1Jackson Pollock1111111119
2Mark Rothko1111111119
3Willem de Kooning1111111119
4Helen Frankenthaler 1111011017
5Franz Kline1110101106
6Clyfford Still 1101110005
7Barnett Newman1101000104
8Joan Mitchel0010111004
9Lee Krasner1001101004
10Arshile Gorky0100100013
11Robert Motherwell110001003
12Hans Hofmann0011000002
Hans Hofmann comes in at #12. I’d definitely have him in the top 5.

Why does art history, which places so much value on stylistic innovation, limit artists to a narrow range, or even just one specific innovation with which to explore? The answer may be that the market doesn’t value the innovation, but rather a distinctive gimmick which a single artist can be singularly branded with.

This inclination to the gimmick reaches the point of parody in whole careers, such as Robert Ryman’s fame for all-white paintings.

Robert Ryman, “No Title Required.”

Admittedly, eliminating color and composition along with imagery from painting forced a focus on brush strokes, texture in general, and the size and physical nature of the painting as an object in space (as opposed to a window into an imaginary world]. But how many of these paintings needed to be made before redundancy took hold?

The subordination of stylistic innovation to marketplace demands for an easily identifiable commodity persists today.

More than a dozen of my own styles

A few weeks ago an artist on Twitter offered that I have not yet matured into a signature style. If I were to have responded in kind, I would have told the artist they hadn’t matured yet beyond discovering a single approach that they could pull off convincingly. Many of my favorite artists worked primarily in one style, from Van Gogh, to Francis Bacon, to Caravaggio, to El Greco. Others, including Picasso, David Hockney, Hans Hofmann, Max Ernst, and Gerhard Ricther did not.

Picasso, for example, had his early Blue & Rose period. Then there was analytical cubism, his surrealist phase, neoclassical works, and variations on his mature style epitomized by his crying women paintings.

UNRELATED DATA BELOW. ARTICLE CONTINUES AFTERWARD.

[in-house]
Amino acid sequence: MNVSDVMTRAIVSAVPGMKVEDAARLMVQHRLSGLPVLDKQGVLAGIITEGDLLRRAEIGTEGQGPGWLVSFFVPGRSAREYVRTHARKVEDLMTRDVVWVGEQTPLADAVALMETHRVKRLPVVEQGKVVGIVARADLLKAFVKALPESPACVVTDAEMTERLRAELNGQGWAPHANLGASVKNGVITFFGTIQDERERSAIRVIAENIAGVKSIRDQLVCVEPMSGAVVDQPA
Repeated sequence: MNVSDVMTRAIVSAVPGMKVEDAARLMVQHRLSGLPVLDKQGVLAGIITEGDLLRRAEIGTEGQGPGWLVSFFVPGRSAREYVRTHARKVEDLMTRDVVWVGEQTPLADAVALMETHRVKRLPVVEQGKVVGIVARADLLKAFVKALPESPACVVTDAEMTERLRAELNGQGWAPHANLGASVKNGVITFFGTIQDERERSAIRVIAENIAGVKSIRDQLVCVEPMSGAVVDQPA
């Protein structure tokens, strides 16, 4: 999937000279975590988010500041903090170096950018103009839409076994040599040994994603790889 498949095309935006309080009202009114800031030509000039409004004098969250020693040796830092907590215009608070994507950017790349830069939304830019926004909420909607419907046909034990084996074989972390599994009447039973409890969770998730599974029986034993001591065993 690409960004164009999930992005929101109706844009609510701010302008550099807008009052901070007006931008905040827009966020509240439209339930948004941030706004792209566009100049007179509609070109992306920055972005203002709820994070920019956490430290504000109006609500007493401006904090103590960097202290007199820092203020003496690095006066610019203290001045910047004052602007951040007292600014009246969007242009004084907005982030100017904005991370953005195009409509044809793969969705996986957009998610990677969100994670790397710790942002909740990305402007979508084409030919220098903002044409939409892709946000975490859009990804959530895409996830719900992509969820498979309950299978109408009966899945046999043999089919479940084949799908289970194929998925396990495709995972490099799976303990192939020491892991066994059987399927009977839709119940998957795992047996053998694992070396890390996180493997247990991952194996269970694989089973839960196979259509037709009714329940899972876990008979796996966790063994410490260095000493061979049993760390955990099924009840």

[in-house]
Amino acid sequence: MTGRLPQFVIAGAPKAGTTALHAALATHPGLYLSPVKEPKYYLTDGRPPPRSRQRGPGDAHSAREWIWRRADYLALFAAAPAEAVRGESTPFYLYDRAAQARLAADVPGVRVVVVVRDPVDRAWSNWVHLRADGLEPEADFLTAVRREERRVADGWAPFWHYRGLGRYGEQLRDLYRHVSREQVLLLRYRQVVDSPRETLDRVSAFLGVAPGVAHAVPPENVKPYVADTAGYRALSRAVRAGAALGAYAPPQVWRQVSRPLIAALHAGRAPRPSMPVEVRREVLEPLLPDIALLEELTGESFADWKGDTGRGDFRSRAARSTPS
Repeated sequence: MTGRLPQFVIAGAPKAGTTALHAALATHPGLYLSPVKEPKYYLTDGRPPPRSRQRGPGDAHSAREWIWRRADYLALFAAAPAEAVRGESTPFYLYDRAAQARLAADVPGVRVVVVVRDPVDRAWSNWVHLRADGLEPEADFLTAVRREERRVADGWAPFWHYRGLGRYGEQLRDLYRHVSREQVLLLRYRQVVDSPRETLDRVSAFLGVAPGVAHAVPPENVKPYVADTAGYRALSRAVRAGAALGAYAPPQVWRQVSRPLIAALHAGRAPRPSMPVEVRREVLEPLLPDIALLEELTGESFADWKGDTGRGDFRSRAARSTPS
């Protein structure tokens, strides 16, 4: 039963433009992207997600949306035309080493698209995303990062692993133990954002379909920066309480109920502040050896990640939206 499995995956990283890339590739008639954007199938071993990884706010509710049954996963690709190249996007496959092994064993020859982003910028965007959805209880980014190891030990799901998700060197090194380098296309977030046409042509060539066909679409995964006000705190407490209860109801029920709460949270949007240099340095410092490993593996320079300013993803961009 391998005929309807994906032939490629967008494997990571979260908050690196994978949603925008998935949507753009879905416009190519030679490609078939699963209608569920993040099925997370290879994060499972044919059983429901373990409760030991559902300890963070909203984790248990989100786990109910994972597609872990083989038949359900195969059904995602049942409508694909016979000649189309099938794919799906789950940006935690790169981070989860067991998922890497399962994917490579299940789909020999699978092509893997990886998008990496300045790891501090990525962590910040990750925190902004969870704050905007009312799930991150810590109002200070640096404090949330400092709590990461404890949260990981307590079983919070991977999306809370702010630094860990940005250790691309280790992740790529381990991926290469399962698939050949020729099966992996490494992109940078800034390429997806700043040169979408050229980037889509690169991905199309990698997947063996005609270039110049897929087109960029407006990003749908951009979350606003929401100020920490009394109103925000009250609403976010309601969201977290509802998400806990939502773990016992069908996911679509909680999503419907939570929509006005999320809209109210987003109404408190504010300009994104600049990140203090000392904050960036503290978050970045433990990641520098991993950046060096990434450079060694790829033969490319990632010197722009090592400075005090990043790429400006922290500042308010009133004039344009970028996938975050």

Getting a little more personal, and moving on to my own stylistic explorations.

1] Here’s a drawing I did from the imagination when I was 17-18 years old, using only a mechanical pencil:

2] This is a more loose and painterly acrylic painting from my mid-20s:

3] This is a style where I use one brush in Photoshop and work completely from my imagination:

4] This is a collage style I do from my own travel photos using Photoshop:

5] This is a realist style I’ve done based on photos I take:

6] This is a style somewhere on the razor’s edge between figuration and abstraction:

7] This is a very illustrational style emphasizing realistic lighting, texture, and modeling:

8] This is 100% 3D modeling using Blender:

9] This is a digital impasto Expressionist painting:

10] This combines 3D modeling, digital impasto painting, collage, and movie reference images:

11] This combines AI, digital impasto, and a few other custom techniques:

12] This combines collage and digital painting to create a tableaux:

13] This is pure Photoshopping, here for purposes of parody:

I can keep going, because I frequently experiment with new techniques. My versatility allows me to sometimes “crack” other people’s styles, whether they are digital or not.

14] Here is my attempt to recreate Basquiat’s style, digitally.

15] Here’s is Koons’s painting style, which was digital collages he had his assistants painstakingly reproduce large-scale, and using oils and tiny brushes.

16] If you know who Jonathan Meese is, this is a fake in his style:

17] This was my attempt to make a Van Gogh style painting of a non-existant self-portrait with a cut and bleeding ear. You can’t really do his paint strokes digitally, but here was an approximation.

18] In the contemporary NFT space, I managed to crack XCOPY’s style in under 3 hours, as it happens wile people were bidding millions of dollars on the original.

19] Doing that one gave me the idea to do this one:

20] How about a digital watercolor and ink painting?:

I think 18 styles is probably enough. Obviously, a handful of these are not my own, but I could go on to include 24 or 30 styles and hybrids.

21] Here’s an abstract style using only vector text: